The sports journalist David Epstein uses Rogers’ experience as his opening example of the significant, underappreciated benefits of delaying specialization and accumulating a breadth of different experiences.
Warren Buffett turns 90 years old today. It’s hard to believe that my close friend is entering his tenth decade. Warren has the mental sharpness of a 30-year-old, the mischievous laugh of a 10-year-old, and the diet of a 6-year-old. He once told me that he looked at the data and discovered that first-graders have the best actuarial odds, so he decided to eat like one. He was only half-joking.
Here’s a short birthday video in honor of his dietary preferences:
Warren is still so youthful that it’s easy to forget he was once an actual young man, just starting out in his career. Here he is with his first wife, Susan, and their first two children, Susie and Howard. (Peter hadn’t been born yet.) This photo was taken in 1956, around the time Warren started the Buffett Partnership, the investment firm that eventually morphed into Berkshire Hathaway.
I couldn’t possibly list all the interests Warren and I share. But one thing we discovered the first time we met is that we both love math and numbers. So in honor of Warren’s birthday, I thought I would share a few numbers related to turning 90—and to our friendship.
One of Warren’s most admirable qualities is his unshakable sense of right and wrong. It’s a trait he may have gotten from his dad, Howard, a stockbroker and three-term U.S. Representative from Omaha. During Howard’s first term, Congress got a pay increase. Howard refused to take the extra money: After all, he had been elected at the lower salary. Warren has that same high ethical bar.
Warren has a phenomenal eye for talent. He buys great businesses run by brilliant people, and then gives them the autonomy to make their own decisions. Most of the managers at Berkshire businesses stay for decades, often past the retirement age. Even if they make a few mistakes, they know Warren will stick with them.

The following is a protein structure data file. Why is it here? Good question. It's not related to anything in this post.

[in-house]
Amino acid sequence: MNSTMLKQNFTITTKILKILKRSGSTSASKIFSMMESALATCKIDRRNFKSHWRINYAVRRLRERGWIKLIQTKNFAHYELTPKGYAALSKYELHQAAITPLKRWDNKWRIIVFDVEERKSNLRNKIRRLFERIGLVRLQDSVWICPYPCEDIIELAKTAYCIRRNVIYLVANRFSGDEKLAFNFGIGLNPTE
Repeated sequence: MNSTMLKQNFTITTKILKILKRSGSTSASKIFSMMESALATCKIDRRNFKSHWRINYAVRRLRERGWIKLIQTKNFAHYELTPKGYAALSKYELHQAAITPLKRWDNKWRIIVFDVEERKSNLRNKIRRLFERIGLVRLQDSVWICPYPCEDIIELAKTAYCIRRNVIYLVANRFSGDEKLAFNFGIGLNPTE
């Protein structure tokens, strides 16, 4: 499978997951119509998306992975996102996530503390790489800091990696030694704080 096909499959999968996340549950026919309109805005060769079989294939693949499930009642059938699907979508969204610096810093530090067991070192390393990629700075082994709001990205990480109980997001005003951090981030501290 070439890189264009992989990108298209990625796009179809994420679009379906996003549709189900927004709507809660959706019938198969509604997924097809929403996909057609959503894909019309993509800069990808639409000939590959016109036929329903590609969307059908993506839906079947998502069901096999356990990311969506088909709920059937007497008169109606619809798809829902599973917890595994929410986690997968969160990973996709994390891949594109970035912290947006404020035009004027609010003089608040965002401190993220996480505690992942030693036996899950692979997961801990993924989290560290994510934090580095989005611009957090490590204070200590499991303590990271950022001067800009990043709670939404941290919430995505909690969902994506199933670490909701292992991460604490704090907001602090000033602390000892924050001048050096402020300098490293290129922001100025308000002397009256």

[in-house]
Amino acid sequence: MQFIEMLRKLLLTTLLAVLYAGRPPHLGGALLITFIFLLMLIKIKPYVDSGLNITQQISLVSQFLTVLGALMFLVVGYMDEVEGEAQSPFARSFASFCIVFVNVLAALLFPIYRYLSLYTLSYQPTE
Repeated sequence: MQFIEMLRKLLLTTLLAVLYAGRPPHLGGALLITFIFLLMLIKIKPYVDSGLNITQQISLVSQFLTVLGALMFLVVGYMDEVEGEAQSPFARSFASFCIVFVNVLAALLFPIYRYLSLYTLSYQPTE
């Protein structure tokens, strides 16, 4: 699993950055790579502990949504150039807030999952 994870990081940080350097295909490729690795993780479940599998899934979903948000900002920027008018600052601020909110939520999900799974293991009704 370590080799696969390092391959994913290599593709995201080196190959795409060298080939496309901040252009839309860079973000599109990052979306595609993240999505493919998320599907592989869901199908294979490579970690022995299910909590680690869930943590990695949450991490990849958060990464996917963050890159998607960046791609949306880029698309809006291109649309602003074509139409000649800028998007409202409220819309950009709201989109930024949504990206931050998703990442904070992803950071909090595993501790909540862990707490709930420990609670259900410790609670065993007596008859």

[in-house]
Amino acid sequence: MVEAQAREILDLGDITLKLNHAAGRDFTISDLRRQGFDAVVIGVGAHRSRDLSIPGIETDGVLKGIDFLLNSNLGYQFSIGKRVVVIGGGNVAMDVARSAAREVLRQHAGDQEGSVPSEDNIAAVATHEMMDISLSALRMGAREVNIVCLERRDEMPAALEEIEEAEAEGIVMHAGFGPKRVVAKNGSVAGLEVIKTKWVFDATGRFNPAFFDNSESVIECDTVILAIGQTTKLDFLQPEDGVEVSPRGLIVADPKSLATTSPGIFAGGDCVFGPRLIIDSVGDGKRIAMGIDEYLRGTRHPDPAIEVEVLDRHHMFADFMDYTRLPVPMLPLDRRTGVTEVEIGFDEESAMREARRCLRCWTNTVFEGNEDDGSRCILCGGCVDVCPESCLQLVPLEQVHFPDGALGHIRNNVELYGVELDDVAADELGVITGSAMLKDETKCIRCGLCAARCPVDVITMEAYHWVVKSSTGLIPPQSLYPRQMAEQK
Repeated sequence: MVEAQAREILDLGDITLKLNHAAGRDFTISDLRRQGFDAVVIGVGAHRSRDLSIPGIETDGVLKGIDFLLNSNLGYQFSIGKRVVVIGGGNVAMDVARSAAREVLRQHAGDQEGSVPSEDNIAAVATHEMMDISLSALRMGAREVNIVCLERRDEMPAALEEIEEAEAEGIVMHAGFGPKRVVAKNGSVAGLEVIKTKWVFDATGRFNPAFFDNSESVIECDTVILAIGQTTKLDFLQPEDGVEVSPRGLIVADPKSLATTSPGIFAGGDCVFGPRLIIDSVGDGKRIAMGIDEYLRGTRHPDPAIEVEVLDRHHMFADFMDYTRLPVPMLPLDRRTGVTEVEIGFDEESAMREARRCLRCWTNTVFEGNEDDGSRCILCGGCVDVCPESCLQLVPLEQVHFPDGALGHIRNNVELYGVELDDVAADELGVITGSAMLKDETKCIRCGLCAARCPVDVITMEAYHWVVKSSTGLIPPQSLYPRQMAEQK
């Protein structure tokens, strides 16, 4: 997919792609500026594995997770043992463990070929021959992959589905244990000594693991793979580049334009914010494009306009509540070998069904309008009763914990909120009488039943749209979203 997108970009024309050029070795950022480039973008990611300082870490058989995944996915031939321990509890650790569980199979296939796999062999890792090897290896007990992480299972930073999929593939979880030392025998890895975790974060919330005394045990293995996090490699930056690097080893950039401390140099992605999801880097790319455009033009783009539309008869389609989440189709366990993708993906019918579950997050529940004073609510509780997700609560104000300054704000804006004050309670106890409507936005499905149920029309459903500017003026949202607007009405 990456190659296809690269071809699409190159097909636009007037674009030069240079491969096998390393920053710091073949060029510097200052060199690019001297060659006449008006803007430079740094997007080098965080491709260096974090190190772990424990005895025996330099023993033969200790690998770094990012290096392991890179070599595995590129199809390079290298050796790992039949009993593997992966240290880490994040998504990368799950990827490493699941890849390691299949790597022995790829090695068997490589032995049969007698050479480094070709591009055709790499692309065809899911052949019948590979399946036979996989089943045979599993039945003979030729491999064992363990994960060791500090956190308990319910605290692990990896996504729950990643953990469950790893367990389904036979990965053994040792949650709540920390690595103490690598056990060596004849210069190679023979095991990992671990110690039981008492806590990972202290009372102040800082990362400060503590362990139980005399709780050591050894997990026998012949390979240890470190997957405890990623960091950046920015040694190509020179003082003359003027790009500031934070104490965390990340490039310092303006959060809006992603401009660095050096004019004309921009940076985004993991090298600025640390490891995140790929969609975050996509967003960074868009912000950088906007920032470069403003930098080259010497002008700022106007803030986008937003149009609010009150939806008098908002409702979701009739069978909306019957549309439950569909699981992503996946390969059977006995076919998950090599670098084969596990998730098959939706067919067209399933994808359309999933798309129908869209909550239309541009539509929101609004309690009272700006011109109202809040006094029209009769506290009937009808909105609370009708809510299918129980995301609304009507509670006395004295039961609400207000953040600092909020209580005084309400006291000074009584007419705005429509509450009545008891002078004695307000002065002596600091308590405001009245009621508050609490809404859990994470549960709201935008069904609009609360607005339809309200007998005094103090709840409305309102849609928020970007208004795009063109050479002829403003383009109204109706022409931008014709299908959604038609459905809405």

For years, he admired the business acumen of Rose Blumkin, who had opened Nebraska Furniture Mart in 1937 and built it into the biggest furniture retailer in the country. In 1983, he bought the company from “Mrs. B.,” as she was known. She soon opened a rival across the street—and eventually sold that one to Warren too.
For as long as I’ve known Warren, his approach to life and work has stayed constant. It’s amazing, in fact, how little he has changed even as Berkshire Hathaway has become wildly successful. He has been taking questions at shareholder meetings for decades and still does today—even though the venues have had to expand a little bit. On the left is a shareholder meeting from 1989 (with his business partner, Charlie Munger), and on the right is the meeting in 2010.
Although Warren works incredibly hard, he always leaves time for extracurricular activities. Here he is throwing out the first pitch at an Omaha Royals minor-league baseball game, and guest-starring on an episode of All My Children opposite Susan Lucci and Jill Larson.
Of all the things I’ve learned from Warren, the most important thing might be what friendship is all about. As Warren himself put it a few years ago when we spoke with some college students, “You will move in the direction of the people that you associate with. So it’s important to associate with people that are better than yourself. The friends you have will form you as you go through life. Make some good friends, keep them for the rest of your life, but have them be people that you admire as well as like.”
A person that I admire as well as like—that's the perfect description of how I feel about Warren. Happy birthday, my friend.